And as Maddux now says, “Some of the smallest guys in the world run marathons. They have the endurance and stamina.” “You really have to stick your neck out when a high pick is a guy of that size,” Handley says. “When the owner goes to spring training and sees him—’That boy there? He looks like the batboy!’—you can be in trouble.” Some scouts chose to avoid that trouble. They simply dismissed him.
“Greg and I were playing in a golf tournament at the Sahara one day after Greg had just made the majors,” Dave Maddux says, “and we were paired up with a guy who turned out to be a scout for the Astros. He said to Greg, ‘I’ll tell you, I scouted you in high school and I put down that you were too small to play in the big leagues. Shows how smart I am.”
Maddux was smarter than people realized, too. After years of watching him carve the plate like a Thanksgiving turkey, we now appreciate how well he knows his craft. He did then as well. He stood on the mound, silently plotting how to handle different situations. He was pitching’s Bobby Fischer.
His high school coach, Rodger Fairless, remembers how some of his hair turned gray. “I get really fired up and nervous during games. Greg would drive me nuts because I was looking for him to get fired up, too,” says Farirless, now the coach at Nevada power Green Valley High in Henderson. “He would always have the same approach out there, so even-keel. You never knew what he was thinking. One game I brought him in in the bottom of the seventh with us up 5-3. He walked the next two guys to load the bases and I was thinking, ‘Geez, what did I do?’ Then he struck the next three guys out. I guess he knew what he was doing. He was more of a competitor than I ever gave him credit for.”
By the time May rolled around, Maddux’ name was no secret in scouting circles. Most clubs planned to consider Maddux as a second- or third-round pick. Linda Maddux remembers one game where she sat behind a Cardinals scout and ogled his 1982 World Series ring. “It was the first one I’d ever seen,” she says. “He turned around and said, ‘Madam, let me assure you, your son will have one of these someday.’ I had cold chills. And the thought was, ‘You really think he’ll make it to the major leagues?”
That’s what Mapson told his bosses, Cubs scouting director Gordie Goldsberry and general manager Dallas Green. He had to again and again. All area scouts have to defend their positions staunchly to get a player in their territory drafted, but it took plenty for Mapson to convince Green, a 6-foot-5 hulk of a pitcher during his playing days, that Maddux was worth the third overall pick in the second round.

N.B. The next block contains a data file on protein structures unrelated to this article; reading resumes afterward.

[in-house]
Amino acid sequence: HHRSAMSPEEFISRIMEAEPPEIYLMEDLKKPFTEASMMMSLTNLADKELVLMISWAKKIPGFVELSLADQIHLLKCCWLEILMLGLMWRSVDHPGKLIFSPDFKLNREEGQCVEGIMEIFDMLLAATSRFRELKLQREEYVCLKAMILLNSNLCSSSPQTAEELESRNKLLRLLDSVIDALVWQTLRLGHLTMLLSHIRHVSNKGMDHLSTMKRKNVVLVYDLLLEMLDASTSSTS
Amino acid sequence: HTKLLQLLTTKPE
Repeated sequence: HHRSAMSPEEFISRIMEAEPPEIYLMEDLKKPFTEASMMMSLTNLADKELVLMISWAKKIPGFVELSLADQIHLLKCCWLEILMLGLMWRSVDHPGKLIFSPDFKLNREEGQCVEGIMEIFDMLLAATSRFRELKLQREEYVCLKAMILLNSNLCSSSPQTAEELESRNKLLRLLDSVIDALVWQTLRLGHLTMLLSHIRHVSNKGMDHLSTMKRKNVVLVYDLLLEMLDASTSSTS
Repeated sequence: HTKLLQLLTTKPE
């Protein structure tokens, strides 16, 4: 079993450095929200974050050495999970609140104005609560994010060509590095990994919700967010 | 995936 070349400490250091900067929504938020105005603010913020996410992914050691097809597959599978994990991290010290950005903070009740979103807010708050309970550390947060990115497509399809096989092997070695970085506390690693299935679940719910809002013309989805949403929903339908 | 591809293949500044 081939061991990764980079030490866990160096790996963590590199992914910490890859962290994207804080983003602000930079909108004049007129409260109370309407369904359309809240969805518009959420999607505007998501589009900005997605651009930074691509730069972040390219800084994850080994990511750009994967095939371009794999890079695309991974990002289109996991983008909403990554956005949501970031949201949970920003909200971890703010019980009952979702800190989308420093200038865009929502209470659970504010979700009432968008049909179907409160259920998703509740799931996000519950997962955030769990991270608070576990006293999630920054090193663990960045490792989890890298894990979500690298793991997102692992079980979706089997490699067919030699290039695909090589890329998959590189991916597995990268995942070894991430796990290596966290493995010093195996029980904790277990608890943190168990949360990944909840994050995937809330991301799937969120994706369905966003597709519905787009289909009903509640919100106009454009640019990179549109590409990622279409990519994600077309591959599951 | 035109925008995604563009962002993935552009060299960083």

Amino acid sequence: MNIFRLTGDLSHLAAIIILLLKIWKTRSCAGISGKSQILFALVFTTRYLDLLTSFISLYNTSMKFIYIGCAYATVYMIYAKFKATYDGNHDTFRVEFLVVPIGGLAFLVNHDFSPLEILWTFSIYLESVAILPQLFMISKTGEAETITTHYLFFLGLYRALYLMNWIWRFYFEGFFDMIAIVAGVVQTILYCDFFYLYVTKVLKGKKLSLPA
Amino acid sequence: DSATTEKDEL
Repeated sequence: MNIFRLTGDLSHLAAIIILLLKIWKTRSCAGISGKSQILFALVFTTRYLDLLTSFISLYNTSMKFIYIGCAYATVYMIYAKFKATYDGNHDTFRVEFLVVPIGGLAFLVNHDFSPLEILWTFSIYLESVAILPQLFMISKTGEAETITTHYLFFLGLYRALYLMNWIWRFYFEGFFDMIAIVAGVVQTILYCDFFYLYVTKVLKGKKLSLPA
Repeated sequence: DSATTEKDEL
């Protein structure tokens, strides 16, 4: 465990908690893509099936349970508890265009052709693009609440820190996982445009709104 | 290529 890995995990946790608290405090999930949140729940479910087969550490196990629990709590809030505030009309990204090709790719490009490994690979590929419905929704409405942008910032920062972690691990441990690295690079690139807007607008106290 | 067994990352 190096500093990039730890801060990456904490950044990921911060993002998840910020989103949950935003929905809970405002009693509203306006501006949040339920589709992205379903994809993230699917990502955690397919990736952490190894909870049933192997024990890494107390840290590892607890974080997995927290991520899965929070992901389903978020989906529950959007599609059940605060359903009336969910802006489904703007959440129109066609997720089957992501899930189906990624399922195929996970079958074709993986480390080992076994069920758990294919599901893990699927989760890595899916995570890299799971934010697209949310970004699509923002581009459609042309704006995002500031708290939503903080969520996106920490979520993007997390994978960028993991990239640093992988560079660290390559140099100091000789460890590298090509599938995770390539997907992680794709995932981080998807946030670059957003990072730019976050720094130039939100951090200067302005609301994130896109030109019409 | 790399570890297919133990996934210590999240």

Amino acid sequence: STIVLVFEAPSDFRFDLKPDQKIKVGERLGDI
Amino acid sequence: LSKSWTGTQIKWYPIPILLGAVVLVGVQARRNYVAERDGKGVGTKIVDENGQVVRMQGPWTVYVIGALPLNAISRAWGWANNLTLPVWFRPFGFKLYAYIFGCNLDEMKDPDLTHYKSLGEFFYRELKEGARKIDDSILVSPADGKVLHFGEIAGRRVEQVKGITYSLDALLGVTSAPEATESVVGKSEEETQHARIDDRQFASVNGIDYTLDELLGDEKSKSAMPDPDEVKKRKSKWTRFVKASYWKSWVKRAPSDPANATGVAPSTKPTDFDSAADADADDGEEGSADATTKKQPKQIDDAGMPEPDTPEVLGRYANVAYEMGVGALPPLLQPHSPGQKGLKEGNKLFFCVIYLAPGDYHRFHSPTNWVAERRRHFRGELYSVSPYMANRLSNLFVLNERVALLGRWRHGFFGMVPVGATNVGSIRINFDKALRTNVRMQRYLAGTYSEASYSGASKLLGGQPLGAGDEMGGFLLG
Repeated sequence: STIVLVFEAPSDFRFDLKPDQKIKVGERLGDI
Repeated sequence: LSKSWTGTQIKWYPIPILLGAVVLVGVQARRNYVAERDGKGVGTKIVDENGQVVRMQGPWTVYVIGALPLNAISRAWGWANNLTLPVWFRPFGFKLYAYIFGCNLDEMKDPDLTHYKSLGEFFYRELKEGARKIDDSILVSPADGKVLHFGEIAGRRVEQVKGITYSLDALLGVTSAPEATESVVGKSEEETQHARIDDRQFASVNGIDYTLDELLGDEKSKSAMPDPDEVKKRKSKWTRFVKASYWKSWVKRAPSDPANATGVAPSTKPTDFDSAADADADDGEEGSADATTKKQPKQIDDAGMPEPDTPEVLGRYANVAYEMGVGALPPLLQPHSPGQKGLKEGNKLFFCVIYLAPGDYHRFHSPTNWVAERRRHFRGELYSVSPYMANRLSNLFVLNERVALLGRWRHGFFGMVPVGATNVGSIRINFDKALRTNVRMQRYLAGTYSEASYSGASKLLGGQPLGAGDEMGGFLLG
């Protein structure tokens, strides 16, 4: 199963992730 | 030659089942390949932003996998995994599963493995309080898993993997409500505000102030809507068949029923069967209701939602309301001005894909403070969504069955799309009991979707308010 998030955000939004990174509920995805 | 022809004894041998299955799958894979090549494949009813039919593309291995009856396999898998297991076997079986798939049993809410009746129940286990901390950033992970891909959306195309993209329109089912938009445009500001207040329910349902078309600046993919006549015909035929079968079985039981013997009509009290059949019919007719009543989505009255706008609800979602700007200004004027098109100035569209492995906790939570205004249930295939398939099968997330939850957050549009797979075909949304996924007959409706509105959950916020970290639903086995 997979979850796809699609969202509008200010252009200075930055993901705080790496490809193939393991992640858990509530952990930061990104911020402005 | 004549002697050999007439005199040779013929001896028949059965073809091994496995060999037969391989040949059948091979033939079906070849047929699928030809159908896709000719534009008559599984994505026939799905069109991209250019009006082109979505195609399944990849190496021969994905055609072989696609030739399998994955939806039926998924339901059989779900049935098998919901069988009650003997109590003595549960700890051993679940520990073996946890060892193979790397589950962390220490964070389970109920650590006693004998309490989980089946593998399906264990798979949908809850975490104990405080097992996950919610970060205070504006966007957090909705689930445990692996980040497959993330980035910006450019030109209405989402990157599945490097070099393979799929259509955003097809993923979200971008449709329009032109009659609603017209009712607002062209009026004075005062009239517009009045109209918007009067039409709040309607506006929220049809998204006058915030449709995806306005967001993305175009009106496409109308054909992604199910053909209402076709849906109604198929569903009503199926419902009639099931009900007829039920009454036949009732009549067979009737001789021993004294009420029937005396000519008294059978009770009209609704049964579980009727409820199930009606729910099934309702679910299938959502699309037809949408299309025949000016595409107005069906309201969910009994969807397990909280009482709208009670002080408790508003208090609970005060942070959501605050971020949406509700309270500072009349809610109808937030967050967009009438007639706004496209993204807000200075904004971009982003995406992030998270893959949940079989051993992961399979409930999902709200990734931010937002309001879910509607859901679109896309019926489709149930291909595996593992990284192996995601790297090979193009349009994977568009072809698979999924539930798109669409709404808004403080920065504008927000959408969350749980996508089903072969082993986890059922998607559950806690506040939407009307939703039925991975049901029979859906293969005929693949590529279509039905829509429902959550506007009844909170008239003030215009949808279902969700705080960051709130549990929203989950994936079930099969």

“I really believe that this boy would possibly be the number 1 player taken in the country if only he looked more physical,” Mapson wrote on his scouting report. Other Cubs scouts were more reserved but still positive. Handley discussed how Mike (now pitching for Boston) had filled out after signing with the Phillies. Brandy Davis wrote, “Uses all of his body in good concert with his arm … comes right at hitters … throwing too many (curveballs) takes toll on his stamina.” Spider Jorgensen said, “tall gangly … natural delivery & nothing experimental or manufactured,” but later added, “lacks overall control on all pitches.”
When the Cubs scouting brass assembled on draft day in a conference room outside Green’s office, Maddux was high enough on their list that they hoped he would be available with their second-round pick, No. 31 overall. Taking him in the first round was out of the question. The Cubs used that selection on Morehead State University’s Drew Hall, the perfect opposite of Maddux: an experienced, hard-throwing lefty. Pretty much a no-brainer.
As the second round began, the Mets and Mariners chose two players who never reached the majors, Lorenzo Sisney and Mike Christ. Goldsberry turned to Handley. “You think we should take him now?” he asked. “Yes, absolutely.” Goldsberry spoke to his speakerphone. “The Cubs select Valley High righthander Greg Maddux,” he said.
There were no high-fives. They crossed Maddux off their list and moved on. Dave Maddux was working the race and sports book at the Union Plaza that day when the pit boss walked over to him. “Your wife called,” he said. “They draft went as anticipated.”
That meant the Cubs in the second round. Mapson had become a good friend of the family and told them the Cubs wanted to take him in the second round. The feeling was mutual. “I don’t know who this Drew Hall is,” Dave Maddux told Mapson after the draft, “but I can guarantee you my son’s better than he is.”
He was right. Hall enjoyed a nondescript, five-year run in the majors. Maddux finally grew a few inches and pounds and well, you know the rest. Both Mapson and Maddux have moved on from the Cubs, the scout to the Giants and the pitcher to the Braves, yet the two remain close.
“I didn’t believe him when he said how good I was,” Maddux says with an embarrassed smile. Mapson went to Maddux’s wedding in 1989 and they still speak regularly.
Mapson didn’t boast of the work he did that spring. It was a team effort, he maintains.
He’s paid to see talent in the raw and untested kids and if there’s another legend out there this year it’s his job to find him. Occasionally, though, Mapson’s tie to greatness will come up on an airplane or somewhere, and he’ll confess to being the scout who signed Greg Maddux.
“After I found out,” says Mapson’s wife Patricia, “I said, ‘oh honey, if you’re so smart, how come you didn’t become his agent?”